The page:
Nuclear Engineers in a Civil context are typically in charge of constructing nuclear facilities such as power plants. Their roles might involve designing new facilities or maintaining, servicing, and ultimately decommissioning existing facilities. For instance, they may design solutions for combating accidents or ensure adherence to minimum thickness requirements for shielding of certain structures, two core issues in nuclear plant designs.
Civil Nuclear Engineers may also be responsible for the roads and infrastructure around a Nuclear Plant, constructing water sources for cooling and ensuring environmental protection, amongst many other roles.
Plumbing Engineers are responsible for designing and implementing plumbing systems that increase efficiency of water and energy wastage, typically from heating and cooling systems. While a plumber might fix a broken pipe, a Plumbing Engineer is responsible for designing the whole system so that the pipe won’t break in the first place.
Plumbing Engineers also design and implement natural gas systems, sprinkler systems or stormwater management and sewage systems. They are effectively responsible for water efficiency, energy sustainability, fire protection and pollution systems of a facility.
The responsibility of a Civil Site Engineer may hugely vary from one project to another. Typically, however, Site Engineering involves day-to-day management of the workers on a construction site, as well as technical advice and quality control of everyone involved in it. They will plan construction according to deadlines and resolve problems that arise on site.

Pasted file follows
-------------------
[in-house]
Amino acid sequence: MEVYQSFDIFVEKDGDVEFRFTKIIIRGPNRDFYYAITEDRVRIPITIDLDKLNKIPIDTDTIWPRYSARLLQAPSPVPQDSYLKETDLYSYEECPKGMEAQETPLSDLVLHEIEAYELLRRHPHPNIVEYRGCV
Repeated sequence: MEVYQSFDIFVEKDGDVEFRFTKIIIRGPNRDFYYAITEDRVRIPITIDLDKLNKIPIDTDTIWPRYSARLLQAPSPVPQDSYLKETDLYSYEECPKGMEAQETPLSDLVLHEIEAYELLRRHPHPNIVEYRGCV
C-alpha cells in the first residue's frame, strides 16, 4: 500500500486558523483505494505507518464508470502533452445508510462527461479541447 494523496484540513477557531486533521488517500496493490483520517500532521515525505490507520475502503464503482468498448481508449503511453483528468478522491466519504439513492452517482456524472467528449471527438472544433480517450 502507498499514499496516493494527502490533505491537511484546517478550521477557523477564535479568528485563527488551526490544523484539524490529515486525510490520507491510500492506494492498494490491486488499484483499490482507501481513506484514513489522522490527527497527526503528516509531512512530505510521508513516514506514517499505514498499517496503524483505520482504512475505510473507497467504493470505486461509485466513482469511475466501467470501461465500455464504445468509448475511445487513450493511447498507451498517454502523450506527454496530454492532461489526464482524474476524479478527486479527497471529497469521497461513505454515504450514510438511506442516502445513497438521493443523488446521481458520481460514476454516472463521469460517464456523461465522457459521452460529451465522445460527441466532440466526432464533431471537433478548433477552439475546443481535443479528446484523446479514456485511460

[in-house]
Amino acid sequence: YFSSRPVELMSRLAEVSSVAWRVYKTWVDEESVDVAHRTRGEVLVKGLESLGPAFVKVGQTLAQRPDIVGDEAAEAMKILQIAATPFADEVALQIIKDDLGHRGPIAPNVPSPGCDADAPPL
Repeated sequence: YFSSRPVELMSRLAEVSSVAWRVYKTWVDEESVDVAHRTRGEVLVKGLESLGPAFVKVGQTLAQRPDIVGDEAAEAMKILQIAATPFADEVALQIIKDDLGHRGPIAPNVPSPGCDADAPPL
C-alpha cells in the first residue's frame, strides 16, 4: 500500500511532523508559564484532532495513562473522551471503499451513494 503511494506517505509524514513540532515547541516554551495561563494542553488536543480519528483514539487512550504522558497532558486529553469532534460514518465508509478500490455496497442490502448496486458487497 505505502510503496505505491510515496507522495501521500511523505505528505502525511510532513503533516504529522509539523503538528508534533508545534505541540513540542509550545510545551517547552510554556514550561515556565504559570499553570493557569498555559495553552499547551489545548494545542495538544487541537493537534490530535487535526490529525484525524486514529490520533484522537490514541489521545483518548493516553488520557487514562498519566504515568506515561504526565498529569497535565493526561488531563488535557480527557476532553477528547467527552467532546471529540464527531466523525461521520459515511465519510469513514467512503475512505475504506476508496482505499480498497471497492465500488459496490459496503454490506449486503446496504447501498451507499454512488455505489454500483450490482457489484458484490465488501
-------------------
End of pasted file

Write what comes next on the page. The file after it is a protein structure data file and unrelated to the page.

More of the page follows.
Have you ever wanted to design and build the next eiffel tower? Then Structural Engineering is definitely for you. Structural Engineers are responsible for designing and developing load-bearing infrastructure such as bridges, buildings, roads and dams. They are responsible for developing structures to be long-standing and to be able to withstand extremes (e.g. earthquakes, strong winds, fire, etc.). They also typically conduct risk assessment of existing infrastructure for government and commercial entities.
Water Engineers are concerned with how water interacts with all aspects of manmade and natural environments. They typically observe natural systems such as rivers and coasts, and mimic these systems in the design and creation of infrastructure to store or direct water. Water Engineers are responsible for dealing with supplying drinking water and water for industry and agriculture.
They are concerned with groundwater, rainwater and flooding, coastal water behaviour and water quality requirements. A Water Engineer might work closely with plumbing engineers, environmental and energy engineers and agricultural engineers, amongst others.
Transport Engineers in a Civil context are concerned with designing and improving transportation systems and infrastructure, including highways, airports, train stations, etc. Transport Engineers typically work in office environments in the government sector or for private contractors, or on construction sites of transport infrastructure to advise and oversee the progress.